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Sharing Data About Medical Errors Without Fear of Reprisal

Sharing Data About Medical Errors Without Fear of Reprisal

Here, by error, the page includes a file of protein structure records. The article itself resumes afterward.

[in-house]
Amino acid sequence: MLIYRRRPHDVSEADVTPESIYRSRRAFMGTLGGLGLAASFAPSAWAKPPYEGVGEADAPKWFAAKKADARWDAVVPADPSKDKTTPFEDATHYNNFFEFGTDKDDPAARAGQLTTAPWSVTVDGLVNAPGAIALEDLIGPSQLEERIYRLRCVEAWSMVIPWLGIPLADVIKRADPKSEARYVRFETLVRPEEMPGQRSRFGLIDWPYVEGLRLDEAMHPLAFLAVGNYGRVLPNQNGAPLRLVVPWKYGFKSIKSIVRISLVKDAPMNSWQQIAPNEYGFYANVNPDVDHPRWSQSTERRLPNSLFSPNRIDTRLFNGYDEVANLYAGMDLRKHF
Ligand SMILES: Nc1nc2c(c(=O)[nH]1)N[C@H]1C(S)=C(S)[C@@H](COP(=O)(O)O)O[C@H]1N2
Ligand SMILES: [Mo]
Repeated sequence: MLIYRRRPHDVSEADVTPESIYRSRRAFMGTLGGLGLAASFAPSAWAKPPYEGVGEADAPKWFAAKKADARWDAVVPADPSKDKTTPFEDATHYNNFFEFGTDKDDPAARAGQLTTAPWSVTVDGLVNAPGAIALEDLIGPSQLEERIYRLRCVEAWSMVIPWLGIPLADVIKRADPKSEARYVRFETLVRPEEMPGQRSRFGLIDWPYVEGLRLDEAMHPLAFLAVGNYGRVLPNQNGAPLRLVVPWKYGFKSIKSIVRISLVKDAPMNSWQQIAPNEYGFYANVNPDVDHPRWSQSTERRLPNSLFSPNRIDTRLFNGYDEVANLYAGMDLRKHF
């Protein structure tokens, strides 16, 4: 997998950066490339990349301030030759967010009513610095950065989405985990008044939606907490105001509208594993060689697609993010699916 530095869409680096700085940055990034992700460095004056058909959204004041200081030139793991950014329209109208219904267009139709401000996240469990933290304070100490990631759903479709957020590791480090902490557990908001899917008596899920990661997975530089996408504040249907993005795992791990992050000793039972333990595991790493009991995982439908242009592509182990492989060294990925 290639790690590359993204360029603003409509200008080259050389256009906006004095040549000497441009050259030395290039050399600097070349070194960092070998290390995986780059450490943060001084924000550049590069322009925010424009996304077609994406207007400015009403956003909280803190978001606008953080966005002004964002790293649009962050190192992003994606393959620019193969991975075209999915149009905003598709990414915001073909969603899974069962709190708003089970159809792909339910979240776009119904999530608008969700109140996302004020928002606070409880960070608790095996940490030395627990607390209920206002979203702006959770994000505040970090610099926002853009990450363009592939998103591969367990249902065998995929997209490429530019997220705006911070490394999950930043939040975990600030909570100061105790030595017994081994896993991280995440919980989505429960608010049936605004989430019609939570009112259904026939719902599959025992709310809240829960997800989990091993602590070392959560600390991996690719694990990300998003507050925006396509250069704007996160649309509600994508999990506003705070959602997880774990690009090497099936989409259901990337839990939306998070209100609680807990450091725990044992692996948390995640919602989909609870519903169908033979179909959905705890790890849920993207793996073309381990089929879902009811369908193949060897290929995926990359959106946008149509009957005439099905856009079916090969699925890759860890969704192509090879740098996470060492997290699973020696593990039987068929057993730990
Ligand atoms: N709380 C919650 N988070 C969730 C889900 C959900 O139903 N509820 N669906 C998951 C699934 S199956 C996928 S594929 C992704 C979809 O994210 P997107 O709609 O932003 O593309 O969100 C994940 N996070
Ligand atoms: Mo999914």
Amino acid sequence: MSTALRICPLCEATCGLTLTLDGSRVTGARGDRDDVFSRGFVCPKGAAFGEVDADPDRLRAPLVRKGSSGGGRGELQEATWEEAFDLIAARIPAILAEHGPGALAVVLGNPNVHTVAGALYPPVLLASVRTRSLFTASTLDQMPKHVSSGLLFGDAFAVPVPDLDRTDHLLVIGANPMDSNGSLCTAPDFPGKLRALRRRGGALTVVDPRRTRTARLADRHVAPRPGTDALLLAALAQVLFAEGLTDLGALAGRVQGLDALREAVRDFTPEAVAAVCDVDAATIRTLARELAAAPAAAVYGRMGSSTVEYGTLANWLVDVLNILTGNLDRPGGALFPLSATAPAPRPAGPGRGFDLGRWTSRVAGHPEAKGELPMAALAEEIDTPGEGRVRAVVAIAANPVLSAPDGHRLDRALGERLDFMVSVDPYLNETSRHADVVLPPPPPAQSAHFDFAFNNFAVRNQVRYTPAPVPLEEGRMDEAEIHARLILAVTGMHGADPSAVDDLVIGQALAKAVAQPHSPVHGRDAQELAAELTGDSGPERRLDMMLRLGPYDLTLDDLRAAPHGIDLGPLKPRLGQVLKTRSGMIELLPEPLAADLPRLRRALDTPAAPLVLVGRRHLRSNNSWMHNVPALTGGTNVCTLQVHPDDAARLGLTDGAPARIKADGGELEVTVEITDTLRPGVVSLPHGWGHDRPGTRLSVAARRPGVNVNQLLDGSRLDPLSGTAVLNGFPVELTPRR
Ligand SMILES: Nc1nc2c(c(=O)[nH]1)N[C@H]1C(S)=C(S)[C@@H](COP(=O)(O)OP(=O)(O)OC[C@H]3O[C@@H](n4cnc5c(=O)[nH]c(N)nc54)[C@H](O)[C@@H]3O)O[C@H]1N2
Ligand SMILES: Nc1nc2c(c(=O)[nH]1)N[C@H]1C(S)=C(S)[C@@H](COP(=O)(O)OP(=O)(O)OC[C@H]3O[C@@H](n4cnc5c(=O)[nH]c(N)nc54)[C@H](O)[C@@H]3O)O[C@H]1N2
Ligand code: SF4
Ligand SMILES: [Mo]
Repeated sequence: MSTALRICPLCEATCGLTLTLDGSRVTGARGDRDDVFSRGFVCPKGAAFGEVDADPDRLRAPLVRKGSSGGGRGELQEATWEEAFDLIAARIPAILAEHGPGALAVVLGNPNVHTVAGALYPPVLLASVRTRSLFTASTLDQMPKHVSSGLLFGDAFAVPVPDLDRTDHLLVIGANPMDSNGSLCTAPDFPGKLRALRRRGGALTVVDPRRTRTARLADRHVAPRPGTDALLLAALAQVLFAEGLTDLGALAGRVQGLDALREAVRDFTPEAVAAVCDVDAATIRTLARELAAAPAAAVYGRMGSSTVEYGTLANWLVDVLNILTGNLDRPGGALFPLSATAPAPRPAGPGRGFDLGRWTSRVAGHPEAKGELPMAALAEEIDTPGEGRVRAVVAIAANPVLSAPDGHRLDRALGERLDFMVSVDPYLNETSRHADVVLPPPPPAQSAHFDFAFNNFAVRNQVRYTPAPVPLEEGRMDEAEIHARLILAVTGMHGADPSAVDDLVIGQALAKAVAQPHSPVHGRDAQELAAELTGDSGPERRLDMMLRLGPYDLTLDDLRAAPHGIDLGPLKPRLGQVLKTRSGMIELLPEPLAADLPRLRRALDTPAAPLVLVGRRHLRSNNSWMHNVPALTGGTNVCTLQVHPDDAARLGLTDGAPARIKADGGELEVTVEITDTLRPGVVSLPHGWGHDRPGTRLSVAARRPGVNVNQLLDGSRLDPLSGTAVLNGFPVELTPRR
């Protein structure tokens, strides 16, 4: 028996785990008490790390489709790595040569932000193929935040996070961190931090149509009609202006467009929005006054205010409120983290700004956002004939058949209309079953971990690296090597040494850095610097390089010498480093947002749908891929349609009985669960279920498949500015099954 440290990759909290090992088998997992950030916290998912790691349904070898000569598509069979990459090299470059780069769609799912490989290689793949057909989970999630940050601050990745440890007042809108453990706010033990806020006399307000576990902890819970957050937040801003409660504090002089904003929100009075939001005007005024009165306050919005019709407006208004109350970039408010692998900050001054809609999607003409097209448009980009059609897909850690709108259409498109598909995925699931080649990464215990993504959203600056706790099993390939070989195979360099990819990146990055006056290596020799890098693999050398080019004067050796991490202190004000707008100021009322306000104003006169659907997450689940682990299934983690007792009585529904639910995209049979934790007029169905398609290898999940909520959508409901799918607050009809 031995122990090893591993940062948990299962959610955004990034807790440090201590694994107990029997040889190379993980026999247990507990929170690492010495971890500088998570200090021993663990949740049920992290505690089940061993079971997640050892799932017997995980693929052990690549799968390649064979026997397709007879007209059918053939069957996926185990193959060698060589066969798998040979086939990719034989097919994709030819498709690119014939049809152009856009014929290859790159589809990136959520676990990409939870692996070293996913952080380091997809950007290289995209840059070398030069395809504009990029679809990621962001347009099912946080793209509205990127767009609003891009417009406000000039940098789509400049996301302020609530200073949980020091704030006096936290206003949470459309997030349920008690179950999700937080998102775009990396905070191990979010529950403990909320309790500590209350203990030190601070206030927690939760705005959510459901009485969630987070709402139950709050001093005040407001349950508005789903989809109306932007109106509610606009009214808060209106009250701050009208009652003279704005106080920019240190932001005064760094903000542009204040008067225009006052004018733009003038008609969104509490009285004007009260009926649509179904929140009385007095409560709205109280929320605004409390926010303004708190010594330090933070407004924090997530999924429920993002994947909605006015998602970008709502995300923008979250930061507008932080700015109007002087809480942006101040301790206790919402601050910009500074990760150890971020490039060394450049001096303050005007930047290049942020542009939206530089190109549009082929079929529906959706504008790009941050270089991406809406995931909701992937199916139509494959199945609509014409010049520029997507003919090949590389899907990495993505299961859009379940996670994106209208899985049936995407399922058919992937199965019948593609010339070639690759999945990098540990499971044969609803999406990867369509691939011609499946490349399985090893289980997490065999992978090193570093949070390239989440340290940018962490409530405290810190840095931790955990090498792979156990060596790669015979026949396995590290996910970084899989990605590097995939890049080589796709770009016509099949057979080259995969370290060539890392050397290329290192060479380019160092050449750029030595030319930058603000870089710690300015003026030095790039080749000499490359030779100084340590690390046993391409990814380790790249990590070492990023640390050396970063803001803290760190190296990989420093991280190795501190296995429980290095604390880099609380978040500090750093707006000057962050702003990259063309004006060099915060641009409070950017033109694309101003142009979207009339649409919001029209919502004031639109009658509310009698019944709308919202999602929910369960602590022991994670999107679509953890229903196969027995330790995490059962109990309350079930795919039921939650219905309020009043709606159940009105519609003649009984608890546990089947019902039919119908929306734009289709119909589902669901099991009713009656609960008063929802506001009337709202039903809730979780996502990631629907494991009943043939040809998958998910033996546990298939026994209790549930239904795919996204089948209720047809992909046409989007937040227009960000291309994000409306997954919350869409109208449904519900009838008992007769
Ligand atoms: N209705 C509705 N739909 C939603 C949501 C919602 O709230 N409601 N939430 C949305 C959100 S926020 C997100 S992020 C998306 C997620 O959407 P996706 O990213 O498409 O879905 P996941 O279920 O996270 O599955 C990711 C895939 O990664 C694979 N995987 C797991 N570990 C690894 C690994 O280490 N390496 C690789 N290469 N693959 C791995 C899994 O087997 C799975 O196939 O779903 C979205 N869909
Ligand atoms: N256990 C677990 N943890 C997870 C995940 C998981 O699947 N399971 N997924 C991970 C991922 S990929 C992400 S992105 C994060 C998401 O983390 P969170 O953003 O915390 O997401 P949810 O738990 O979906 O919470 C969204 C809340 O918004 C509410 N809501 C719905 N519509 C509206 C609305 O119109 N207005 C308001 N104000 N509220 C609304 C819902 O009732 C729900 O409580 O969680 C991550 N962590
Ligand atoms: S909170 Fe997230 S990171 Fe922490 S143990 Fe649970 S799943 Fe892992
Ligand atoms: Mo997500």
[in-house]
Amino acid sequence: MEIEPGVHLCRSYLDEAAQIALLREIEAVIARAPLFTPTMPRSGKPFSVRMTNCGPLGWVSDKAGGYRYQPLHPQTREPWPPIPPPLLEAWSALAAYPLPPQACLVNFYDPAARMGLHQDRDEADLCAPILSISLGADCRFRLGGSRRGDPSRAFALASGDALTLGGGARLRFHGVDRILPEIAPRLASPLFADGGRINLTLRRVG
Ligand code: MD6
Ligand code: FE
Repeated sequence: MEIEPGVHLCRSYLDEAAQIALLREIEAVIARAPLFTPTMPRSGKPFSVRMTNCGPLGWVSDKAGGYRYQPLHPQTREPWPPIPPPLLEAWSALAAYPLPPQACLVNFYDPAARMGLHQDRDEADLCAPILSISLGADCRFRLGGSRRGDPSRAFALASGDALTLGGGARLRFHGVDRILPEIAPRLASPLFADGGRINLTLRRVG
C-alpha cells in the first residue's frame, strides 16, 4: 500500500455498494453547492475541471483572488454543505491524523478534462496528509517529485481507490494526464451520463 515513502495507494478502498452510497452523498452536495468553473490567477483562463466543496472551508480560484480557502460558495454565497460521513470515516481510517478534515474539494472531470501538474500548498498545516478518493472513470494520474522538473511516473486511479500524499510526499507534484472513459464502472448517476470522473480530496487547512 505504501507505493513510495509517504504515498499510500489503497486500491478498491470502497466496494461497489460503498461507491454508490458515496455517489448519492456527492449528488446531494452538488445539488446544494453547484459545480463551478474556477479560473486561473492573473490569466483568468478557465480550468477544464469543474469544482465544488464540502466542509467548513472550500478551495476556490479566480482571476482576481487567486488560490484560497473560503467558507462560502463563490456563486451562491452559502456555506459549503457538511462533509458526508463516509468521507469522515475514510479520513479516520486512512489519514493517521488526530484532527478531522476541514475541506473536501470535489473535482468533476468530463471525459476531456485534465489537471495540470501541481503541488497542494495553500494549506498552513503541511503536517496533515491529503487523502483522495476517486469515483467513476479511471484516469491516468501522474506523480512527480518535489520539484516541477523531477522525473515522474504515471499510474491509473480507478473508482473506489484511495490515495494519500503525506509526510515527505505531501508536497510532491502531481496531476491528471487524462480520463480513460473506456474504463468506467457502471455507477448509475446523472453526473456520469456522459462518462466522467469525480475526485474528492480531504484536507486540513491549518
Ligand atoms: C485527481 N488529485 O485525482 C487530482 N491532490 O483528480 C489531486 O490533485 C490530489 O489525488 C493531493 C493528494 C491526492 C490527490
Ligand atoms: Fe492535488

Realizing that health-care providers must gather information, analyze it, and share the results with others in order to learn from medical errors, the House of Representatives passed the Patient Safety and Quality Improvement Act (H.R. 663). The Act encourages providers to do research and gather data about the causes of medical mishaps and then share their findings with other providers in order to learn ways to remedy systems and practices. H.R. 663 protects any "information, report, memorandum, analysis, deliberative work, statement, or root cause analysis" created by or reported to a patient safety organization. Such organizations have yet to be named, but will probably include groups already in place to survey quality and operations among health-care providers. The information described in the Act will be protected from civil or administrative subpoenas or orders, discovery process, disclosure under the Freedom of Information Act, disclosure as evidence in state or federal civil or administrative proceedings, or use by an accrediting organization in the accreditation process or to remove accreditation. This protection will allow hospitals and others to share information freely without fear that the information will be used against them by malpractice attorneys or others. If passed by the Senate and enacted, the Act would establish patient safety organizations to collect data from providers on a voluntary basis and store it in a national database. Data would be analyzed to determine best practices and alternative methods for correcting or improving operations within health-care facilities to prevent future errors from occurring.

 
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